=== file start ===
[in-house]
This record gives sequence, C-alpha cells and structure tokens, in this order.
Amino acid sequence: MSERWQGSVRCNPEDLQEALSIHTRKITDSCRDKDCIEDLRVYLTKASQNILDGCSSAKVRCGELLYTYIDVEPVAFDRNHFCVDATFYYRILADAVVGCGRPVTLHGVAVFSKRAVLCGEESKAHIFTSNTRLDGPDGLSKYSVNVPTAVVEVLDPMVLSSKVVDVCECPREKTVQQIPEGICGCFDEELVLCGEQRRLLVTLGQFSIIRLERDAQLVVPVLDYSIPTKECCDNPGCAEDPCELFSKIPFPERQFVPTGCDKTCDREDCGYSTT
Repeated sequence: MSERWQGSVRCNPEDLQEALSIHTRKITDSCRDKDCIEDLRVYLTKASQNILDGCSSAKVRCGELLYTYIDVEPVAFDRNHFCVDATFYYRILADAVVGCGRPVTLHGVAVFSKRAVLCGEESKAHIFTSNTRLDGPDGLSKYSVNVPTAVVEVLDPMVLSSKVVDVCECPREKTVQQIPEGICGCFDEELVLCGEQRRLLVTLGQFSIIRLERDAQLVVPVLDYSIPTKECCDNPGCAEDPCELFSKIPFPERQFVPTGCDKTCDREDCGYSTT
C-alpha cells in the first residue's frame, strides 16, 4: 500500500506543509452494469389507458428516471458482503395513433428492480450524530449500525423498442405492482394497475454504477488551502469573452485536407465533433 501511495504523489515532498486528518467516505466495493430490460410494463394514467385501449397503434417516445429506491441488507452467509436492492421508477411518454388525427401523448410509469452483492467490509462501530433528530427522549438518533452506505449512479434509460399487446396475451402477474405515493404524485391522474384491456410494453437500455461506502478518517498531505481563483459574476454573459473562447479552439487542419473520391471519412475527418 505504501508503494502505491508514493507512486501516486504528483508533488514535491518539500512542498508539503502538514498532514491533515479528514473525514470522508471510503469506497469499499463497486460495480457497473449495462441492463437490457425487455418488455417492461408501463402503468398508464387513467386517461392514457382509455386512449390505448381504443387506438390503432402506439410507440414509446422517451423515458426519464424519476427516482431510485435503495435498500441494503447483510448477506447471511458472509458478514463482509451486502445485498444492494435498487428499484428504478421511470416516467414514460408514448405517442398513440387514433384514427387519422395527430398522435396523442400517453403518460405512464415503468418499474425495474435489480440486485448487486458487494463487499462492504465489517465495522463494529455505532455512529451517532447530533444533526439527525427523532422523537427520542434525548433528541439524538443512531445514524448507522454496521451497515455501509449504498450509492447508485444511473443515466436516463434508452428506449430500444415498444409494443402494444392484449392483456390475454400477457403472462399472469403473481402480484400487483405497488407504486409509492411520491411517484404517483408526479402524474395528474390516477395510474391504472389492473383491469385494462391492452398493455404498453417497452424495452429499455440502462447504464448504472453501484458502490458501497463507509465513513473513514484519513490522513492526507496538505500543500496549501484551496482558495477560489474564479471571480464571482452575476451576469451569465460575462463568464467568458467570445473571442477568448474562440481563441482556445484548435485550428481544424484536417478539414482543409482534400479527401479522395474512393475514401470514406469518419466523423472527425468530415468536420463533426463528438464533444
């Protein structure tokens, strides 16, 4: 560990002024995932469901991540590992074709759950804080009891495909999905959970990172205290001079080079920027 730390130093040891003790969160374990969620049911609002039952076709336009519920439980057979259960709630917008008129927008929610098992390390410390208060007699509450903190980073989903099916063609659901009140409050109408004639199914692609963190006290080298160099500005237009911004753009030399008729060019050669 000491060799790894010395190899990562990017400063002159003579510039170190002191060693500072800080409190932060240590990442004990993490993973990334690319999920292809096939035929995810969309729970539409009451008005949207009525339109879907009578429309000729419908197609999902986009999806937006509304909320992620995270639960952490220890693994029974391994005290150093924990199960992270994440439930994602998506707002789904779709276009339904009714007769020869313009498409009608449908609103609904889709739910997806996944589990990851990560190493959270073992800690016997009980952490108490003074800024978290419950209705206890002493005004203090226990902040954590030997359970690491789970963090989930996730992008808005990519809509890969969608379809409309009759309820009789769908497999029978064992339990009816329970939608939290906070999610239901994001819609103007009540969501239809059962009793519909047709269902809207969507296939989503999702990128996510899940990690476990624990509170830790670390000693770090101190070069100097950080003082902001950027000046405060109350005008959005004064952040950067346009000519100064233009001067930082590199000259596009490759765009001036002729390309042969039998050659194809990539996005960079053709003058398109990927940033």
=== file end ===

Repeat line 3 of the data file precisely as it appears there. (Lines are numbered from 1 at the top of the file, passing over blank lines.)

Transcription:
Amino acid sequence: MSERWQGSVRCNPEDLQEALSIHTRKITDSCRDKDCIEDLRVYLTKASQNILDGCSSAKVRCGELLYTYIDVEPVAFDRNHFCVDATFYYRILADAVVGCGRPVTLHGVAVFSKRAVLCGEESKAHIFTSNTRLDGPDGLSKYSVNVPTAVVEVLDPMVLSSKVVDVCECPREKTVQQIPEGICGCFDEELVLCGEQRRLLVTLGQFSIIRLERDAQLVVPVLDYSIPTKECCDNPGCAEDPCELFSKIPFPERQFVPTGCDKTCDREDCGYSTT